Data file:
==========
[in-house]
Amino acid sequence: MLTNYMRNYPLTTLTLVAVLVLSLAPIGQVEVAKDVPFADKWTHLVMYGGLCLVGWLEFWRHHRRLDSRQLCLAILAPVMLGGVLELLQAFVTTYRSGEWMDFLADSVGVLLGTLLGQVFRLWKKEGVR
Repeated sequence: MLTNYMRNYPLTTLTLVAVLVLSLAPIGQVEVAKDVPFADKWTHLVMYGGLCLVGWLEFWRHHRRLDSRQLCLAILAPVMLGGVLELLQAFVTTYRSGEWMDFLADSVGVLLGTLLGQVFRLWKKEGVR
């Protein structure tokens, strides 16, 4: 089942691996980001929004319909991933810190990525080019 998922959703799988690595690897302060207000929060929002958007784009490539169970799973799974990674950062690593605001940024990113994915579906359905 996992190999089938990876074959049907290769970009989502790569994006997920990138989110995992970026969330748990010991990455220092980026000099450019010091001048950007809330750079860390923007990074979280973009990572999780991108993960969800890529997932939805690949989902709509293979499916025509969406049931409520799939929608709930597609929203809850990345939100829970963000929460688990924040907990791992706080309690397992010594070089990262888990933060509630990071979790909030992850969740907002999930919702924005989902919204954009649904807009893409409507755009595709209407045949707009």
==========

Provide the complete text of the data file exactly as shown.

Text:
[in-house]
Amino acid sequence: MLTNYMRNYPLTTLTLVAVLVLSLAPIGQVEVAKDVPFADKWTHLVMYGGLCLVGWLEFWRHHRRLDSRQLCLAILAPVMLGGVLELLQAFVTTYRSGEWMDFLADSVGVLLGTLLGQVFRLWKKEGVR
Repeated sequence: MLTNYMRNYPLTTLTLVAVLVLSLAPIGQVEVAKDVPFADKWTHLVMYGGLCLVGWLEFWRHHRRLDSRQLCLAILAPVMLGGVLELLQAFVTTYRSGEWMDFLADSVGVLLGTLLGQVFRLWKKEGVR
């Protein structure tokens, strides 16, 4: 089942691996980001929004319909991933810190990525080019 998922959703799988690595690897302060207000929060929002958007784009490539169970799973799974990674950062690593605001940024990113994915579906359905 996992190999089938990876074959049907290769970009989502790569994006997920990138989110995992970026969330748990010991990455220092980026000099450019010091001048950007809330750079860390923007990074979280973009990572999780991108993960969800890529997932939805690949989902709509293979499916025509969406049931409520799939929608709930597609929203809850990345939100829970963000929460688990924040907990791992706080309690397992010594070089990262888990933060509630990071979790909030992850969740907002999930919702924005989902919204954009649904807009893409409507755009595709209407045949707009």